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J Physiol 1995 Feb 15;483 ( Pt 1):141-53.
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Effects of testosterone on synaptic efficacy at neuromuscular junctions in a sexually dimorphic muscle of male frogs.

Nagaya N , Herrera AA .

1. The effects of testosterone on synaptic efficacy were studied in the flexor carpi radialis, a sexually dimorphic forelimb muscle involved in frog clasping behaviour. Male Xenopus laevis frogs were castrated and then given either testosterone-filled implants (CT frogs) or empty implants (C frogs) for 2, 8 or 16 weeks. 2. Intracellular recordings were made from fibres in the shoulder region and in a region midway between the elbow and wrist. These regions are mainly innervated by spinal nerve 2 (SN2) and spinal nerve 3 (SN3), respectively. 3. In CT muscles, the percentage of fibres that failed to generate an action potential in response to a single nerve stimulus was greater than in C muscles. The percentage of such fibres was greater among SN2 fibres than among SN3 fibres. 4. The input resistance and membrane time constant were lower in CT muscles than in C muscles for SN2 fibres but not for SN3 fibres. The action potential threshold was lower in CT muscles than in C muscles. In SN2 fibres, the action potential threshold was higher than in SN3 fibres. 5. Quantal content with 1 Hz nerve stimulation and miniature endplate potential (MEPP) frequency did not differ between CT and C junctions. However, both parameters were lower at SN2 junctions than at SN3 junctions. The amplitude of MEPPs was lower in CT muscles than in C muscles only for SN2 junctions. 6. Facilitation of transmitter release with 70 or 10 Hz nerve stimulation was greater at CT junctions than at C junctions. Also, SN2 junctions showed greater facilitation than SN3 junctions. 7. We hypothesize that the more androgen-sensitive SN2 junctions, which have lower quantal content and greater facilitation, belong to motor units that are tonically active, fatigue resistant, and contract more slowly. The less androgen-sensitive SN3 junctions, which have higher quantal content and less facilitation, may belong to motor units that are phasically active, fatigable and contract more rapidly. Testosterone enhances these differences such that flexor carpi radialis junctions are better adapted to the functional demands of clasping.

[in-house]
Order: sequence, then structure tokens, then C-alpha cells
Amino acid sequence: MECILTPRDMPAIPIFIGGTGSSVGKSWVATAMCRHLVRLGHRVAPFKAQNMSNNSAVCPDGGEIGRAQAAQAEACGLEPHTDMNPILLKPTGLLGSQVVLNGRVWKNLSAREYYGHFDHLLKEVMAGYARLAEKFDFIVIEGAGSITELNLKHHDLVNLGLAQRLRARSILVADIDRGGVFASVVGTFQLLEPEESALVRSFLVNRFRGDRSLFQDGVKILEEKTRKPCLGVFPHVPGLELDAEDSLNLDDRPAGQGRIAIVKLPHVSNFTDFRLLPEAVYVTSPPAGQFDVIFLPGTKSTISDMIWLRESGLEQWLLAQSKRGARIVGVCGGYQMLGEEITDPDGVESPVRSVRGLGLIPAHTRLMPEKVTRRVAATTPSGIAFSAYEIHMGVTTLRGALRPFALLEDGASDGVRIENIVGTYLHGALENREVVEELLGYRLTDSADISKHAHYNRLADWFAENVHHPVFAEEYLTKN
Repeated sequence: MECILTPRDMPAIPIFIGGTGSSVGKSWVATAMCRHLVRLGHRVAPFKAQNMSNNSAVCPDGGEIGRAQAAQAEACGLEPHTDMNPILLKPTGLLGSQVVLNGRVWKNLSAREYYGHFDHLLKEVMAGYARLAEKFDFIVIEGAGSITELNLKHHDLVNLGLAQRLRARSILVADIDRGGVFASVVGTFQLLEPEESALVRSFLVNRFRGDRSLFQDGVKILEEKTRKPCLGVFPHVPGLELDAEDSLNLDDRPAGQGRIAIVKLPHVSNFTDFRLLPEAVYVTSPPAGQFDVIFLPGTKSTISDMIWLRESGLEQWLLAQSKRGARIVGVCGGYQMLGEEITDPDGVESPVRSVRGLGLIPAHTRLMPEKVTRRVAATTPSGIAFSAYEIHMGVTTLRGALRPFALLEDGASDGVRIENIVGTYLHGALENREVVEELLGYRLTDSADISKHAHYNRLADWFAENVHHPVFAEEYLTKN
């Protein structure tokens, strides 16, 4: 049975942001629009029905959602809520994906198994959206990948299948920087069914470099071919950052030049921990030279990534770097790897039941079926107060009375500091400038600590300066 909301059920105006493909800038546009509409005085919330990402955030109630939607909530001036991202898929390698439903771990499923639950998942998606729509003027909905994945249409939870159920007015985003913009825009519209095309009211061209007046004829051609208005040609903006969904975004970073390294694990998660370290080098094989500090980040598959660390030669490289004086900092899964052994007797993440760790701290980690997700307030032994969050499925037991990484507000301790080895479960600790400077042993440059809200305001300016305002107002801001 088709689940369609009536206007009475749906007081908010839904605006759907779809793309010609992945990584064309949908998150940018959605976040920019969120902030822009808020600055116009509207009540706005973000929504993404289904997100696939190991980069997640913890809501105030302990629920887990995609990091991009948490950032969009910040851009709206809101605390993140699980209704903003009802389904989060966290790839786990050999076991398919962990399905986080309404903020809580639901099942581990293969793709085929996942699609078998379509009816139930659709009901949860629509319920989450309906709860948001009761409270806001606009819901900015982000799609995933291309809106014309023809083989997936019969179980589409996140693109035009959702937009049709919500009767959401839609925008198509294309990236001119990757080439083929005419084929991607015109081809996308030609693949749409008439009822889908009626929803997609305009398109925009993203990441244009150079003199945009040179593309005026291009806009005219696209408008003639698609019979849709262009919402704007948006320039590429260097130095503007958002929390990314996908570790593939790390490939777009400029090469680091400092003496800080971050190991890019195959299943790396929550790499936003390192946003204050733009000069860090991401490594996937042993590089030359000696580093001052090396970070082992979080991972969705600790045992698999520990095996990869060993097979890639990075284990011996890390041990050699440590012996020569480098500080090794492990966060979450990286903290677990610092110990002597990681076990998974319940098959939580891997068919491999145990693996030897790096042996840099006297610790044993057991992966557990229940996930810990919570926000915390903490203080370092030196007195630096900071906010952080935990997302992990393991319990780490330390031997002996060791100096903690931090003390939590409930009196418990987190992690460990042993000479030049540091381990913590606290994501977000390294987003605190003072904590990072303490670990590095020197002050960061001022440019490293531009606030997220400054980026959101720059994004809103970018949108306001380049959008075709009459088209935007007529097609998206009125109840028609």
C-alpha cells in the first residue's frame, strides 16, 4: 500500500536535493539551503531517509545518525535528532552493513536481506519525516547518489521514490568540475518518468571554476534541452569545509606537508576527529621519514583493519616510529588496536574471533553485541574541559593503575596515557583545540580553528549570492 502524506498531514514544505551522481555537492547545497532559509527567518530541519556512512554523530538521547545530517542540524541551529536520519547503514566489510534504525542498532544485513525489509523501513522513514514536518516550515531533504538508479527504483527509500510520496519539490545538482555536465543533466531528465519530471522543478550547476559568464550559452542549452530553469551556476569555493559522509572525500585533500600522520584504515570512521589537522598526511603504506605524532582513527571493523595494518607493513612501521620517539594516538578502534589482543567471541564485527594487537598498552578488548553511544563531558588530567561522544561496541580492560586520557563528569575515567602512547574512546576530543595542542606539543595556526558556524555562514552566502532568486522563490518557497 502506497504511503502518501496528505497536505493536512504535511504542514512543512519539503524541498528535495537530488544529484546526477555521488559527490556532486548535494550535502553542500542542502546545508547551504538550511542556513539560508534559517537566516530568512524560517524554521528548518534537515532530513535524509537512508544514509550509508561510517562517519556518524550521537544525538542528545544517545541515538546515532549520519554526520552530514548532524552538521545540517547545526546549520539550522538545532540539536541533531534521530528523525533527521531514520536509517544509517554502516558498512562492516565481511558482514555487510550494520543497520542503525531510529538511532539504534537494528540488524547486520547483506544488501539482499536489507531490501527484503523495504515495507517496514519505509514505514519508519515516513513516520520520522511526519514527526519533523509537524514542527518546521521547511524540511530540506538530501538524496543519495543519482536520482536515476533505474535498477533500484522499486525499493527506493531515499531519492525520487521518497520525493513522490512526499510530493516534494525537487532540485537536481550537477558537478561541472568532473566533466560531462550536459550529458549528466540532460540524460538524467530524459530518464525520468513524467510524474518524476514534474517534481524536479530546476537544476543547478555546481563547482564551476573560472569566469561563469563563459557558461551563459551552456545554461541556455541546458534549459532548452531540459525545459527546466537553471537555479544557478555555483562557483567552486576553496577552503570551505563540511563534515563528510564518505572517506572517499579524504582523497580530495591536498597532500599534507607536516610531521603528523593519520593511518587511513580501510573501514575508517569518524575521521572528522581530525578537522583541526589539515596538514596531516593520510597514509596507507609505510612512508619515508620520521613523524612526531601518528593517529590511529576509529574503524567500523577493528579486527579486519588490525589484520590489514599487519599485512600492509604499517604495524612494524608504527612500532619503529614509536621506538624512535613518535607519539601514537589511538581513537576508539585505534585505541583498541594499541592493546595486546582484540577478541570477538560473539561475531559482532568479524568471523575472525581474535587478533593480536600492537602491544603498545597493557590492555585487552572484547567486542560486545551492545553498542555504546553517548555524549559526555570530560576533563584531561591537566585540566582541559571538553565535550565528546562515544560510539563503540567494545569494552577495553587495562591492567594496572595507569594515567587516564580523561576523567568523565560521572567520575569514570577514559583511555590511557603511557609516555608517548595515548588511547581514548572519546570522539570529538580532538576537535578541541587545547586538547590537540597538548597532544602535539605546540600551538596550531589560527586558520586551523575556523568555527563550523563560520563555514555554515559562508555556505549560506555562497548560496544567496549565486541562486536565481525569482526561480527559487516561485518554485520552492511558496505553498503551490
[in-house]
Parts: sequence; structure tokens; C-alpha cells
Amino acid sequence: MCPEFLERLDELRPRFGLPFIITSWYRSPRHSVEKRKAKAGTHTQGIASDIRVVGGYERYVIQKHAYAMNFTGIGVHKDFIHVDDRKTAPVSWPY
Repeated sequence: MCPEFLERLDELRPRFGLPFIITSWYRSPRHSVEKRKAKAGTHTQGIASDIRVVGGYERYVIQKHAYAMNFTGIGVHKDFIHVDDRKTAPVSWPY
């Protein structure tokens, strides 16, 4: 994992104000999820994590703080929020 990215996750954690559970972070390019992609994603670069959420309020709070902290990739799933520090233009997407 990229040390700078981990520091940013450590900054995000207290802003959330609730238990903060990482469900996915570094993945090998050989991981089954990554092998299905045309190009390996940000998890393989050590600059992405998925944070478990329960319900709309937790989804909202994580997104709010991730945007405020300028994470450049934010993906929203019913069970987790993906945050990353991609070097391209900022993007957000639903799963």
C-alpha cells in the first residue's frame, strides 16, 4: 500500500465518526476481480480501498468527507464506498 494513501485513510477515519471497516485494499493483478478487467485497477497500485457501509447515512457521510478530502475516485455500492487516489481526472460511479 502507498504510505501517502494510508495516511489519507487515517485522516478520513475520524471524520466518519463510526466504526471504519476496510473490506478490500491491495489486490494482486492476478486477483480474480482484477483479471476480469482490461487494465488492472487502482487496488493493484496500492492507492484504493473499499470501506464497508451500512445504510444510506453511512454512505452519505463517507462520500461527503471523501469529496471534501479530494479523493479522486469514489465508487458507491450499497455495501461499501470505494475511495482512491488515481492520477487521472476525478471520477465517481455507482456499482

PubMed ID: 7776228
PMC ID: PMC1157878
Article link: J Physiol
Grant support: [+]

References [+] :
Adams, Temperature and synaptic efficacy in frog skeletal muscle. 1989, Pubmed, Xenbase